That “Library Day in the Life” week seems to have caused many librarians to take another look at what they do for work. From what i’ve been reading, no one really knows exactly what to do about it, either. “Stuff” has to be handled on a daily basis by someone, and often it is the person on the spot that does it.
I attended a webcast, “Resurrecting Reference” last Thursday. InfoPeople sponsored it, and Joan Frye-Williams and George Needham were the featured speakers. The handouts are available here (scroll down past the webcast description). Although I missed the first half hour (because I forgot), the rest of what I gathered seemed to be that librarians can re-capture their roles as information arbiters by empowering other staff to handle the great majority of routine directional and procedural questions. The phrase Joan suggested was, “Here’s what I can do for you right now … and let me introduce you to the reference librarian, who can …”
Anther major theme was that information-seeking is now a collaborative behavior – people ask their peers first, and the experts next. For libraries to remain viable as sources of information, librarians (“experts”) need to behave like peers: IMing, twittering and Facebooking in virtual space, and roving (“What can I do for you?”), standing next to the patron and facing the same direction in physical space (“Let’s see if we can find it here…”), and not ever giving the impression that the questioner is dumb. The old model of the patron coming to the desk is dead – by needing to go and ask, the patron is admitting failure, and it tastes bad to him/her.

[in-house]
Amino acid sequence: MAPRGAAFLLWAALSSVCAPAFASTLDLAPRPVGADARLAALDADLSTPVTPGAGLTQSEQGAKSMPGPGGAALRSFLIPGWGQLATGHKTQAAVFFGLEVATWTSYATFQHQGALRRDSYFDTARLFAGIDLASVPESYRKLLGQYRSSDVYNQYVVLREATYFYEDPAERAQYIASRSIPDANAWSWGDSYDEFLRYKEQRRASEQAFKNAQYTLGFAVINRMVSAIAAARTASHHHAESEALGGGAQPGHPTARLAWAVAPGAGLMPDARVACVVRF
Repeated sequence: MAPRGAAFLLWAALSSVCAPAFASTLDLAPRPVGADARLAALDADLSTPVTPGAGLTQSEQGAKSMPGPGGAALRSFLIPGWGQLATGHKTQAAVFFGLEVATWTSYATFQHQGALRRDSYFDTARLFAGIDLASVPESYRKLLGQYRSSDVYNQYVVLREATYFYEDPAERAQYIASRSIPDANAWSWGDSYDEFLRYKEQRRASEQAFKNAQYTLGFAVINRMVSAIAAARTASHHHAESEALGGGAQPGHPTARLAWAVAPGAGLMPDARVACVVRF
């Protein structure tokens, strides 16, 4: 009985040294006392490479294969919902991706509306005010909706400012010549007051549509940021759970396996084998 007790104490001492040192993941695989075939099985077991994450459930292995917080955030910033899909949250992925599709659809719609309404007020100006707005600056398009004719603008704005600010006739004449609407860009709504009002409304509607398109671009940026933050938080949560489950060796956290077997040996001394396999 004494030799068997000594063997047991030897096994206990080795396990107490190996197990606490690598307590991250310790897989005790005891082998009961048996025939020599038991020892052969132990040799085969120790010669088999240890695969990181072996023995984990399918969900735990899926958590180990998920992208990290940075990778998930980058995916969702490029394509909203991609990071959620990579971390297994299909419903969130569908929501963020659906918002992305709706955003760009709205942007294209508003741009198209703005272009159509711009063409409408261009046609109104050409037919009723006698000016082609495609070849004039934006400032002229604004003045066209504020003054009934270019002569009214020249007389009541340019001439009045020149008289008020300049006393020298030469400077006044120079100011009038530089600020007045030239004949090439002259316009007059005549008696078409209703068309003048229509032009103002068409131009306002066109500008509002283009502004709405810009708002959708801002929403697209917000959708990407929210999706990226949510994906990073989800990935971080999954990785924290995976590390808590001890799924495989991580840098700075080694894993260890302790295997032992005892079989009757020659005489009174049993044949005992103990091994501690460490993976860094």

For the last couple of years, I have believed strongly that phone service is becoming more important than ever before, because everyone has a cell phone, and has the capability of calling the library ad lib, whenever an information need arises. The speakers, however, stated that people now simul-communicate – maybe twittering and texting at the same time as they are phoning or web-surfing. Backing that up, I have noticed recently, when handling calls in our centralized Telephone Reference Service, callers will be online while we are talking. It makes it easier to “walk” them through a process, like requesting a book or applying for a library card.
So, as Daughter often asks, “What does it mean?” It means that, because people often go online first, we need to make our library’s online presence a strong, dynamic value-added service.
My strongest interest is in remote delivery of library services. Remote use of our web site and catalog, including the electronic database subscriptions and downloadable materials, is increasing fast. We need to have a staff dedicated to coordinating our online presence and services – that job is spread across several departments and individuals, from marketing to collection development, from selectors of e-titles to individuals who put time in at the AskNow desk, from Systems staff to the librarians and paraprofessionals who answer the “contact us” and “askus” e-mail traffic. Not once have they all got together to compare notes, to discuss popular services, to troubleshoot problems. We don’t offer any kind of IM or texting services, nor do we maintain an organized active presence in social spaces. Telephone calls come in so fast that some callers abandon their calls before ever getting to a librarian. We’re going to be last in line when people need information, if we don’t take action.
One of the items on my Life List is to convince Admin that our e-presence needs an e-staff to maintain it and an e-manager to coordinate it.